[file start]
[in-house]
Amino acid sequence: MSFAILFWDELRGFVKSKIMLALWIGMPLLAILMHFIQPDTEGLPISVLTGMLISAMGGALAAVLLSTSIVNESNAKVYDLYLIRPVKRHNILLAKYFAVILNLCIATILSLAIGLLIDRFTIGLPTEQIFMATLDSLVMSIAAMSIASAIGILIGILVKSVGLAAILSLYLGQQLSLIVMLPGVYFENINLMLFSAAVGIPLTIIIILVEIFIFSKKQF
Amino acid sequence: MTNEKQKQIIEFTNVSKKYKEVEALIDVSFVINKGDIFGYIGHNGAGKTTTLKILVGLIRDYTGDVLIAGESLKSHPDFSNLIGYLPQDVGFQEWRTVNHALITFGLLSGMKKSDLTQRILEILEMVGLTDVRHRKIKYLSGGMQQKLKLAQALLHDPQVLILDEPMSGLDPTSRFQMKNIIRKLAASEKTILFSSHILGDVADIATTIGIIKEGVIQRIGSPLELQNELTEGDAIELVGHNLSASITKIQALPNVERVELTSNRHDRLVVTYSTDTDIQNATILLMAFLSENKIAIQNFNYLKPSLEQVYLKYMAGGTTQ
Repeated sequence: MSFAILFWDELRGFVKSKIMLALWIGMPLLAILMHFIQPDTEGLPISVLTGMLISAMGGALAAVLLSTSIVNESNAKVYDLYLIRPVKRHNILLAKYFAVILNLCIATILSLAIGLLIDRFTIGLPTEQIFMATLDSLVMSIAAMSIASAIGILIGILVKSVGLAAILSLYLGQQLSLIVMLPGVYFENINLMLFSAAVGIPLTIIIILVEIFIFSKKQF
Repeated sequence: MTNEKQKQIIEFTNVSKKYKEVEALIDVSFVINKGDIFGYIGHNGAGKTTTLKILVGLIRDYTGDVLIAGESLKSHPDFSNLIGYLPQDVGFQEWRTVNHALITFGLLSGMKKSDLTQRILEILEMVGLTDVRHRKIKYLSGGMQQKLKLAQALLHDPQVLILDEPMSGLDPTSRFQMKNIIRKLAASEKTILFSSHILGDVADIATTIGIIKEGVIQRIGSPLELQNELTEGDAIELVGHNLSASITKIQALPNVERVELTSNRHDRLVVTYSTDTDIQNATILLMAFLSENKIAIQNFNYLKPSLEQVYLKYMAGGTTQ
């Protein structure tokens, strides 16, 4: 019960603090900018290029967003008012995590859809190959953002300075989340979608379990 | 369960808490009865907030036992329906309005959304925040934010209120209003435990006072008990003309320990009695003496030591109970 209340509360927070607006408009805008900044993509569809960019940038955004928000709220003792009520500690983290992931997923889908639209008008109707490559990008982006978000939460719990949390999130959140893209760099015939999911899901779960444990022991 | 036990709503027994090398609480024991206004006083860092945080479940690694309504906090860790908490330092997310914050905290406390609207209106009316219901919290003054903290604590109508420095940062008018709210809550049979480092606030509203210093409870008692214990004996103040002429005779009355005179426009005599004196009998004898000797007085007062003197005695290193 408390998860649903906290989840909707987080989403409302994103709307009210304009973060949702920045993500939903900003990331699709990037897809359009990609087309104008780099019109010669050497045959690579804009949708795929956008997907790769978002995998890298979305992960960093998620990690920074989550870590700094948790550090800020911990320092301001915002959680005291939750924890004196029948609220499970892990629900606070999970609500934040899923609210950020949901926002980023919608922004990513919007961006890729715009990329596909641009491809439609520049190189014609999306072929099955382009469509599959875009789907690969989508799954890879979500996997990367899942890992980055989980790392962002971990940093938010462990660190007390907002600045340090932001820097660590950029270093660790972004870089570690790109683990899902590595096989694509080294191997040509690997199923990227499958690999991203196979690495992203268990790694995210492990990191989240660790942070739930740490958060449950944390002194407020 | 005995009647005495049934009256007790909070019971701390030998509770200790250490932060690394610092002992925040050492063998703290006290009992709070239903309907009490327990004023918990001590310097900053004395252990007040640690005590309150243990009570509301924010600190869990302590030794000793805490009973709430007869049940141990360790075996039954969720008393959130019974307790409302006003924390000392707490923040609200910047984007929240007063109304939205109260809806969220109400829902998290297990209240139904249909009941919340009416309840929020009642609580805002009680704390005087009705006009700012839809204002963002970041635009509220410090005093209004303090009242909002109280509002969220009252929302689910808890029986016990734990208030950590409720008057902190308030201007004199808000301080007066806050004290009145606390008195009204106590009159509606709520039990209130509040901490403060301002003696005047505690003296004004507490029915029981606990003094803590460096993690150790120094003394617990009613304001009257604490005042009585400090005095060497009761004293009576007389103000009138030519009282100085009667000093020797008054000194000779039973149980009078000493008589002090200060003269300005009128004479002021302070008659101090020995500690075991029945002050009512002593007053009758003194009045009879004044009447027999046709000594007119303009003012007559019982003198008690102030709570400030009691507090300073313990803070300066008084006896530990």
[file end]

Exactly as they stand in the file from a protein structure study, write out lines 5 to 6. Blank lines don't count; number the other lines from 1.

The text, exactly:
Repeated sequence: MTNEKQKQIIEFTNVSKKYKEVEALIDVSFVINKGDIFGYIGHNGAGKTTTLKILVGLIRDYTGDVLIAGESLKSHPDFSNLIGYLPQDVGFQEWRTVNHALITFGLLSGMKKSDLTQRILEILEMVGLTDVRHRKIKYLSGGMQQKLKLAQALLHDPQVLILDEPMSGLDPTSRFQMKNIIRKLAASEKTILFSSHILGDVADIATTIGIIKEGVIQRIGSPLELQNELTEGDAIELVGHNLSASITKIQALPNVERVELTSNRHDRLVVTYSTDTDIQNATILLMAFLSENKIAIQNFNYLKPSLEQVYLKYMAGGTTQ
């Protein structure tokens, strides 16, 4: 019960603090900018290029967003008012995590859809190959953002300075989340979608379990 | 369960808490009865907030036992329906309005959304925040934010209120209003435990006072008990003309320990009695003496030591109970 209340509360927070607006408009805008900044993509569809960019940038955004928000709220003792009520500690983290992931997923889908639209008008109707490559990008982006978000939460719990949390999130959140893209760099015939999911899901779960444990022991 | 036990709503027994090398609480024991206004006083860092945080479940690694309504906090860790908490330092997310914050905290406390609207209106009316219901919290003054903290604590109508420095940062008018709210809550049979480092606030509203210093409870008692214990004996103040002429005779009355005179426009005599004196009998004898000797007085007062003197005695290193 408390998860649903906290989840909707987080989403409302994103709307009210304009973060949702920045993500939903900003990331699709990037897809359009990609087309104008780099019109010669050497045959690579804009949708795929956008997907790769978002995998890298979305992960960093998620990690920074989550870590700094948790550090800020911990320092301001915002959680005291939750924890004196029948609220499970892990629900606070999970609500934040899923609210950020949901926002980023919608922004990513919007961006890729715009990329596909641009491809439609520049190189014609999306072929099955382009469509599959875009789907690969989508799954890879979500996997990367899942890992980055989980790392962002971990940093938010462990660190007390907002600045340090932001820097660590950029270093660790972004870089570690790109683990899902590595096989694509080294191997040509690997199923990227499958690999991203196979690495992203268990790694995210492990990191989240660790942070739930740490958060449950944390002194407020 | 005995009647005495049934009256007790909070019971701390030998509770200790250490932060690394610092002992925040050492063998703290006290009992709070239903309907009490327990004023918990001590310097900053004395252990007040640690005590309150243990009570509301924010600190869990302590030794000793805490009973709430007869049940141990360790075996039954969720008393959130019974307790409302006003924390000392707490923040609200910047984007929240007063109304939205109260809806969220109400829902998290297990209240139904249909009941919340009416309840929020009642609580805002009680704390005087009705006009700012839809204002963002970041635009509220410090005093209004303090009242909002109280509002969220009252929302689910808890029986016990734990208030950590409720008057902190308030201007004199808000301080007066806050004290009145606390008195009204106590009159509606709520039990209130509040901490403060301002003696005047505690003296004004507490029915029981606990003094803590460096993690150790120094003394617990009613304001009257604490005042009585400090005095060497009761004293009576007389103000009138030519009282100085009667000093020797008054000194000779039973149980009078000493008589002090200060003269300005009128004479002021302070008659101090020995500690075991029945002050009512002593007053009758003194009045009879004044009447027999046709000594007119303009003012007559019982003198008690102030709570400030009691507090300073313990803070300066008084006896530990």